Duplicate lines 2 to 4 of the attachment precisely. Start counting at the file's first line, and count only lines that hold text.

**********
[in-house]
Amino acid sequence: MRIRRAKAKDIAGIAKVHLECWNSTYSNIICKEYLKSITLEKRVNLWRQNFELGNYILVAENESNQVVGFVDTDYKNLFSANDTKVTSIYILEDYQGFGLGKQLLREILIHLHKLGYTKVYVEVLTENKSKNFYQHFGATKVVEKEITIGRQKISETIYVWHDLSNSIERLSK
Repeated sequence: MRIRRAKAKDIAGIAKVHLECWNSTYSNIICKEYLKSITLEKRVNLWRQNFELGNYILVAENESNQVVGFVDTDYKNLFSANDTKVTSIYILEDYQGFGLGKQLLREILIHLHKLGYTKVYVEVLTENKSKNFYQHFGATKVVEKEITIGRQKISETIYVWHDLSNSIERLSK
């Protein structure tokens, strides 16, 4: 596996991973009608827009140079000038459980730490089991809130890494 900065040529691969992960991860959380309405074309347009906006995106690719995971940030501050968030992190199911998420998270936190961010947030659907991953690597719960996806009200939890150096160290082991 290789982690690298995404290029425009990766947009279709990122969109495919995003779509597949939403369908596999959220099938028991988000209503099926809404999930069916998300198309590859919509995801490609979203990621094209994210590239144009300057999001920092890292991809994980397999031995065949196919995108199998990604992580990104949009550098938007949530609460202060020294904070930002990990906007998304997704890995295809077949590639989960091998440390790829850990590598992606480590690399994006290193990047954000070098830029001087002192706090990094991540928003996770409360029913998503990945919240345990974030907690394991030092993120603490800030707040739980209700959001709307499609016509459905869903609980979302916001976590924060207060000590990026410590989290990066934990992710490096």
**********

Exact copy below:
Amino acid sequence: MRIRRAKAKDIAGIAKVHLECWNSTYSNIICKEYLKSITLEKRVNLWRQNFELGNYILVAENESNQVVGFVDTDYKNLFSANDTKVTSIYILEDYQGFGLGKQLLREILIHLHKLGYTKVYVEVLTENKSKNFYQHFGATKVVEKEITIGRQKISETIYVWHDLSNSIERLSK
Repeated sequence: MRIRRAKAKDIAGIAKVHLECWNSTYSNIICKEYLKSITLEKRVNLWRQNFELGNYILVAENESNQVVGFVDTDYKNLFSANDTKVTSIYILEDYQGFGLGKQLLREILIHLHKLGYTKVYVEVLTENKSKNFYQHFGATKVVEKEITIGRQKISETIYVWHDLSNSIERLSK
């Protein structure tokens, strides 16, 4: 596996991973009608827009140079000038459980730490089991809130890494 900065040529691969992960991860959380309405074309347009906006995106690719995971940030501050968030992190199911998420998270936190961010947030659907991953690597719960996806009200939890150096160290082991 290789982690690298995404290029425009990766947009279709990122969109495919995003779509597949939403369908596999959220099938028991988000209503099926809404999930069916998300198309590859919509995801490609979203990621094209994210590239144009300057999001920092890292991809994980397999031995065949196919995108199998990604992580990104949009550098938007949530609460202060020294904070930002990990906007998304997704890995295809077949590639989960091998440390790829850990590598992606480590690399994006290193990047954000070098830029001087002192706090990094991540928003996770409360029913998503990945919240345990974030907690394991030092993120603490800030707040739980209700959001709307499609016509459905869903609980979302916001976590924060207060000590990026410590989290990066934990992710490096």